EXHIBIT phoenix dui lawyers by mikeholy

VIEWS: 40 PAGES: 69

									EXHIBIT 34
                        AZ Legislative Session – SB1070
                     House Military Affairs and Public Safety
                            Mark Spencer, Speaker
                                 March 31, 2010
Chairman Gowan 01:53:05   Mark Spencer. For the bill?

Mark Spencer   01:53:19   Mr. Chair, Representatives, thanks for your time today. My
                          name is Mark Spencer. As of last month, I have 23 years with
                          the Phoenix Police Department. I also have the wonderful
                          privilege of serving and representing over 2500 rank and file
                          Phoenix police officers and detectives as the President of the
                          Phoenix Law Enforcement Association. The lead is to serve,
                          and I want to start out by thanking you and commending you
                          for serving the State. There are a lot of things we can do in life,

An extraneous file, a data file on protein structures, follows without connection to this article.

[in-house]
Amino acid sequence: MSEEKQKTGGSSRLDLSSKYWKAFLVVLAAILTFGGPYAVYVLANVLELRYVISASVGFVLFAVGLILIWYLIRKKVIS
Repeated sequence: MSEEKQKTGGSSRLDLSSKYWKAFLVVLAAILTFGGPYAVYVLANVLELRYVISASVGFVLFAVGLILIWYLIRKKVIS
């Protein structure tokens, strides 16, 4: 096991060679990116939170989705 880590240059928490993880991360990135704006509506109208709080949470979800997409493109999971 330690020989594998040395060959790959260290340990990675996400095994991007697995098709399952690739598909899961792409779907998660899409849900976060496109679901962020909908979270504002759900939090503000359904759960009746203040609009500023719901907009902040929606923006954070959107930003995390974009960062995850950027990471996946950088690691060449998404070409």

but you choose to serve and that says a lot about you and you’re
                          worthy of commendation for that.

                          PLEA members have directly experienced the blunt end of
                          illegal immigration. I’ve heard the phrase or term ‘cost’
                          mentioned quite frequently up at the podium today. Let me
                          share with you some costs of illegal immigration. Here’s a cost.
                          On Friday, May 27, 1988, Phoenix Police Officer Ken Collins
                          was murdered by an illegal alien carrying out a bank robbery.
                          Rudolph Romero, one of the killers, remained at large for 12
                          years in Mexico. It cost Ken Collins his life when that bullet
                          went right in his head.

                          Let me share another cost with you. On Sunday, December 21,
                          1997, Phoenix Police Officer Brian Wilbur was seriously
                          injured when he was struck by a car driven by an intoxicated
                          illegal alien.

                          Let me share another cost with you. On Friday, March 26, 1999,
                          Phoenix Police Officer Mark Atkinson was murdered in an
                          ambush by illegal aliens.

                          Let me share another cost with you. On Monday, March 26,
                          2001, Phoenix Police Officer Jason Schechterle was severely
                          burned when an illegal alien driving a taxi cab collided into the
                          rear of his police car.

                          Let me share another cost with you. On Saturday, April 12,
                          2003, Phoenix Police Officer Robert Sitek was shot and